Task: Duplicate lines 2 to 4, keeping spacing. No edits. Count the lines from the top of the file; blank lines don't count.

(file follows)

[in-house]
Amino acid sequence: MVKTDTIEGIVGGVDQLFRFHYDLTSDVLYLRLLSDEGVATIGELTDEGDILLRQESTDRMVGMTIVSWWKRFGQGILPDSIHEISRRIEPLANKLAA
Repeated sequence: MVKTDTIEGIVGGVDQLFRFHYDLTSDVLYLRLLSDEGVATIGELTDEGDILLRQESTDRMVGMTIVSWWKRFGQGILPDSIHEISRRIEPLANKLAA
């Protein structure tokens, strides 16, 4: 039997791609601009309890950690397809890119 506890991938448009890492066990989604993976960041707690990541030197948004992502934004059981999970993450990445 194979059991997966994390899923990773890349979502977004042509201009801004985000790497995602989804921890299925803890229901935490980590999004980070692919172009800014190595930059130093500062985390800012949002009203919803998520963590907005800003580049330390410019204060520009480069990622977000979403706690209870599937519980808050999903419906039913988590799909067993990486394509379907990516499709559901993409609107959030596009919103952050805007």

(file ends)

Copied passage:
Amino acid sequence: MVKTDTIEGIVGGVDQLFRFHYDLTSDVLYLRLLSDEGVATIGELTDEGDILLRQESTDRMVGMTIVSWWKRFGQGILPDSIHEISRRIEPLANKLAA
Repeated sequence: MVKTDTIEGIVGGVDQLFRFHYDLTSDVLYLRLLSDEGVATIGELTDEGDILLRQESTDRMVGMTIVSWWKRFGQGILPDSIHEISRRIEPLANKLAA
């Protein structure tokens, strides 16, 4: 039997791609601009309890950690397809890119 506890991938448009890492066990989604993976960041707690990541030197948004992502934004059981999970993450990445 194979059991997966994390899923990773890349979502977004042509201009801004985000790497995602989804921890299925803890229901935490980590999004980070692919172009800014190595930059130093500062985390800012949002009203919803998520963590907005800003580049330390410019204060520009480069990622977000979403706690209870599937519980808050999903419906039913988590799909067993990486394509379907990516499709559901993409609107959030596009919103952050805007």